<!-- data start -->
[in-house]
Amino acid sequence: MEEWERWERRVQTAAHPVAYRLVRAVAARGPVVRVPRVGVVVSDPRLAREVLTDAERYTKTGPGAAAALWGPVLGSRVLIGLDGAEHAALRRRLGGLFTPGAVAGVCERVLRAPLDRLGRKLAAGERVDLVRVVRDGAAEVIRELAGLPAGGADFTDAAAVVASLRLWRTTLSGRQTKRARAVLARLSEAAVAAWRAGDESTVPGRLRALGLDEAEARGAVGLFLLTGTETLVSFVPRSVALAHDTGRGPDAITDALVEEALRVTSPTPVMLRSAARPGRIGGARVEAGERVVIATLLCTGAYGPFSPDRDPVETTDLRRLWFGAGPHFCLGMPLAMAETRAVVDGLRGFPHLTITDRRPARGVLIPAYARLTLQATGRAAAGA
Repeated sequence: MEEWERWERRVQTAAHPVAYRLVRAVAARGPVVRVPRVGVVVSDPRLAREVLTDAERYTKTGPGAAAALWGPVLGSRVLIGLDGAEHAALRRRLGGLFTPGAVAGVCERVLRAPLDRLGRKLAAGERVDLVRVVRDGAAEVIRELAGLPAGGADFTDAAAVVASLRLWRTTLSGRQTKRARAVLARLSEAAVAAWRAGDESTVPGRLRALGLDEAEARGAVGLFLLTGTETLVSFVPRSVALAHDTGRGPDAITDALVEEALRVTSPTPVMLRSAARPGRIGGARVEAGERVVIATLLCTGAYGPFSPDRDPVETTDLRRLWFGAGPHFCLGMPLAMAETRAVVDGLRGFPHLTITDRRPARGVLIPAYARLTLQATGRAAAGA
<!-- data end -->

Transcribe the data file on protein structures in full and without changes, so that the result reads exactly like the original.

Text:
[in-house]
Amino acid sequence: MEEWERWERRVQTAAHPVAYRLVRAVAARGPVVRVPRVGVVVSDPRLAREVLTDAERYTKTGPGAAAALWGPVLGSRVLIGLDGAEHAALRRRLGGLFTPGAVAGVCERVLRAPLDRLGRKLAAGERVDLVRVVRDGAAEVIRELAGLPAGGADFTDAAAVVASLRLWRTTLSGRQTKRARAVLARLSEAAVAAWRAGDESTVPGRLRALGLDEAEARGAVGLFLLTGTETLVSFVPRSVALAHDTGRGPDAITDALVEEALRVTSPTPVMLRSAARPGRIGGARVEAGERVVIATLLCTGAYGPFSPDRDPVETTDLRRLWFGAGPHFCLGMPLAMAETRAVVDGLRGFPHLTITDRRPARGVLIPAYARLTLQATGRAAAGA
Repeated sequence: MEEWERWERRVQTAAHPVAYRLVRAVAARGPVVRVPRVGVVVSDPRLAREVLTDAERYTKTGPGAAAALWGPVLGSRVLIGLDGAEHAALRRRLGGLFTPGAVAGVCERVLRAPLDRLGRKLAAGERVDLVRVVRDGAAEVIRELAGLPAGGADFTDAAAVVASLRLWRTTLSGRQTKRARAVLARLSEAAVAAWRAGDESTVPGRLRALGLDEAEARGAVGLFLLTGTETLVSFVPRSVALAHDTGRGPDAITDALVEEALRVTSPTPVMLRSAARPGRIGGARVEAGERVVIATLLCTGAYGPFSPDRDPVETTDLRRLWFGAGPHFCLGMPLAMAETRAVVDGLRGFPHLTITDRRPARGVLIPAYARLTLQATGRAAAGA